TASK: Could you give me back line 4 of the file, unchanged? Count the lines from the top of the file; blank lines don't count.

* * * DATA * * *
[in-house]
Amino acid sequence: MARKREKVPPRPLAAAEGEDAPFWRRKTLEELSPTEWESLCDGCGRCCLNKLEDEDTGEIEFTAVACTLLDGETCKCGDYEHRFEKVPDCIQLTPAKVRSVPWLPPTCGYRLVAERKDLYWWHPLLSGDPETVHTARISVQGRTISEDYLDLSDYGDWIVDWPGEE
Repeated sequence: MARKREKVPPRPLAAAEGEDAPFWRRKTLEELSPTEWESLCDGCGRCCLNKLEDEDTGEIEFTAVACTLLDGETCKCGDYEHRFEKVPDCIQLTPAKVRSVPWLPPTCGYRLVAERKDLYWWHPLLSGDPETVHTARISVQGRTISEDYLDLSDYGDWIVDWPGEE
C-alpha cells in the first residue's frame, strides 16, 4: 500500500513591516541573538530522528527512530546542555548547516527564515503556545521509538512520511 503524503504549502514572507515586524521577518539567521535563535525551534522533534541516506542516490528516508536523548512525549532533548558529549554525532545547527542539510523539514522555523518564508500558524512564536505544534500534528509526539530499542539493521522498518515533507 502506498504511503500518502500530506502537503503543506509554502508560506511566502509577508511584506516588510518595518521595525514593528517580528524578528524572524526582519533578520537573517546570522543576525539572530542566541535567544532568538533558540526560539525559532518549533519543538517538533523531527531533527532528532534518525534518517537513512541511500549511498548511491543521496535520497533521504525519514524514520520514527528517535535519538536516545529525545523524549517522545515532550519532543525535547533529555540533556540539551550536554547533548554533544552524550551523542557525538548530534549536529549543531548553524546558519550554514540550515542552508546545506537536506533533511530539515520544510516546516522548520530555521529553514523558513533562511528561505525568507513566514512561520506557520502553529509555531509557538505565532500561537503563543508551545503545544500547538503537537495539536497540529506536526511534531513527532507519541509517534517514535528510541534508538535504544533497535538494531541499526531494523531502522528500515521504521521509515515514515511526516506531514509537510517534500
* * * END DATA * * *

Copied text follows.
C-alpha cells in the first residue's frame, strides 16, 4: 500500500513591516541573538530522528527512530546542555548547516527564515503556545521509538512520511 503524503504549502514572507515586524521577518539567521535563535525551534522533534541516506542516490528516508536523548512525549532533548558529549554525532545547527542539510523539514522555523518564508500558524512564536505544534500534528509526539530499542539493521522498518515533507 502506498504511503500518502500530506502537503503543506509554502508560506511566502509577508511584506516588510518595518521595525514593528517580528524578528524572524526582519533578520537573517546570522543576525539572530542566541535567544532568538533558540526560539525559532518549533519543538517538533523531527531533527532528532534518525534518517537513512541511500549511498548511491543521496535520497533521504525519514524514520520514527528517535535519538536516545529525545523524549517522545515532550519532543525535547533529555540533556540539551550536554547533548554533544552524550551523542557525538548530534549536529549543531548553524546558519550554514540550515542552508546545506537536506533533511530539515520544510516546516522548520530555521529553514523558513533562511528561505525568507513566514512561520506557520502553529509555531509557538505565532500561537503563543508551545503545544500547538503537537495539536497540529506536526511534531513527532507519541509517534517514535528510541534508538535504544533497535538494531541499526531494523531502522528500515521504521521509515515514515511526516506531514509537510517534500